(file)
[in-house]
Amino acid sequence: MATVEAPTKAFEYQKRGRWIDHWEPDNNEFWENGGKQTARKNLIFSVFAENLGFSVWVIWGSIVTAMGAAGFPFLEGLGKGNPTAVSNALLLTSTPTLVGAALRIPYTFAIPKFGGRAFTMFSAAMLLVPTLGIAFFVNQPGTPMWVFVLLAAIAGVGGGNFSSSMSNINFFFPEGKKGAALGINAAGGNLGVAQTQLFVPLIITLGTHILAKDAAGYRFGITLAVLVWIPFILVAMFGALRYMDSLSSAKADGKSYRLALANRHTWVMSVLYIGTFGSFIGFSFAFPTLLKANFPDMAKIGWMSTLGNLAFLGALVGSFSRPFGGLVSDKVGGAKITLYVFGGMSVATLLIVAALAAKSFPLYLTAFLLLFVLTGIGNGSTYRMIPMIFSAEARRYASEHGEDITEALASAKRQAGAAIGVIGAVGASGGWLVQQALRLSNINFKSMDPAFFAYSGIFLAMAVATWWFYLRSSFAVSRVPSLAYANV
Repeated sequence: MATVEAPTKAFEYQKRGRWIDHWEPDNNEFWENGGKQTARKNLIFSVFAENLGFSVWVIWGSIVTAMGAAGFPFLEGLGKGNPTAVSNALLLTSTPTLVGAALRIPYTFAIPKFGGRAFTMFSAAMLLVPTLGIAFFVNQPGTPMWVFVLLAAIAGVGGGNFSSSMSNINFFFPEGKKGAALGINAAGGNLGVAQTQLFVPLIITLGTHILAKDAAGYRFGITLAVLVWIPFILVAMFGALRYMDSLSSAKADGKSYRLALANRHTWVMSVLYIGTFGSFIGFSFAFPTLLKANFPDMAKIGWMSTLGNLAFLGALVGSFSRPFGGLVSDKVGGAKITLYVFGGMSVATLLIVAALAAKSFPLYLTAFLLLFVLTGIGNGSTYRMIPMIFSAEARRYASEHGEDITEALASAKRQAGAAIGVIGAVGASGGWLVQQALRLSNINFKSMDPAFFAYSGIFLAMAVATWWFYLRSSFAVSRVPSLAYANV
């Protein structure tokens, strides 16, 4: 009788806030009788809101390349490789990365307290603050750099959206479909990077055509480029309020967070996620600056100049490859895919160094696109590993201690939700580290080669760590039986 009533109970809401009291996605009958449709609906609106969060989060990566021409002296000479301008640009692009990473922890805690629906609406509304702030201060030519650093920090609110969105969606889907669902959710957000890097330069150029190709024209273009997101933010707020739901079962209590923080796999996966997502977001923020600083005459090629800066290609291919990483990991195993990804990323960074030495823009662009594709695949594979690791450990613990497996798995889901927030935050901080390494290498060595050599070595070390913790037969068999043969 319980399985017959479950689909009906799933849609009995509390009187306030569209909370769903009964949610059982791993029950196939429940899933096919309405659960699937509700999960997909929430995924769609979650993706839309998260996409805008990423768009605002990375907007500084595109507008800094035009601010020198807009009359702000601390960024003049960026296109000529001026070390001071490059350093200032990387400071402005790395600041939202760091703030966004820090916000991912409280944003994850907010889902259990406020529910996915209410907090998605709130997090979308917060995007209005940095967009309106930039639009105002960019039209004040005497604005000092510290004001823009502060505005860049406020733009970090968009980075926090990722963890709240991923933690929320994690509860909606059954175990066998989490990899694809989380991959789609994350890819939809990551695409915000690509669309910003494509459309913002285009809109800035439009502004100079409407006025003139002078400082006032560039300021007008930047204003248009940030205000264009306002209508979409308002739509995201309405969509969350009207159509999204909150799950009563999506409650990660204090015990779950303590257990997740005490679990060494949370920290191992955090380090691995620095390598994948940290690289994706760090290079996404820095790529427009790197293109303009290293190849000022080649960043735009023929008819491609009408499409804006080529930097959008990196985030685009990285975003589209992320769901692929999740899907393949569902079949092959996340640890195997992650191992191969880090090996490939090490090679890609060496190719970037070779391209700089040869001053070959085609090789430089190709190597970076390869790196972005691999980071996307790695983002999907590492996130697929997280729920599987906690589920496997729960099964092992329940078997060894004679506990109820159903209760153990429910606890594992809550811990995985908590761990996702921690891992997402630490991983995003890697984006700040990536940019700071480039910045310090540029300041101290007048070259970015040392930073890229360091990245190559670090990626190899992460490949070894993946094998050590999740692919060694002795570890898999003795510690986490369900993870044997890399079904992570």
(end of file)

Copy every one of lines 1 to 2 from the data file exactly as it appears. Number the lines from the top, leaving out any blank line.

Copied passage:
[in-house]
Amino acid sequence: MATVEAPTKAFEYQKRGRWIDHWEPDNNEFWENGGKQTARKNLIFSVFAENLGFSVWVIWGSIVTAMGAAGFPFLEGLGKGNPTAVSNALLLTSTPTLVGAALRIPYTFAIPKFGGRAFTMFSAAMLLVPTLGIAFFVNQPGTPMWVFVLLAAIAGVGGGNFSSSMSNINFFFPEGKKGAALGINAAGGNLGVAQTQLFVPLIITLGTHILAKDAAGYRFGITLAVLVWIPFILVAMFGALRYMDSLSSAKADGKSYRLALANRHTWVMSVLYIGTFGSFIGFSFAFPTLLKANFPDMAKIGWMSTLGNLAFLGALVGSFSRPFGGLVSDKVGGAKITLYVFGGMSVATLLIVAALAAKSFPLYLTAFLLLFVLTGIGNGSTYRMIPMIFSAEARRYASEHGEDITEALASAKRQAGAAIGVIGAVGASGGWLVQQALRLSNINFKSMDPAFFAYSGIFLAMAVATWWFYLRSSFAVSRVPSLAYANV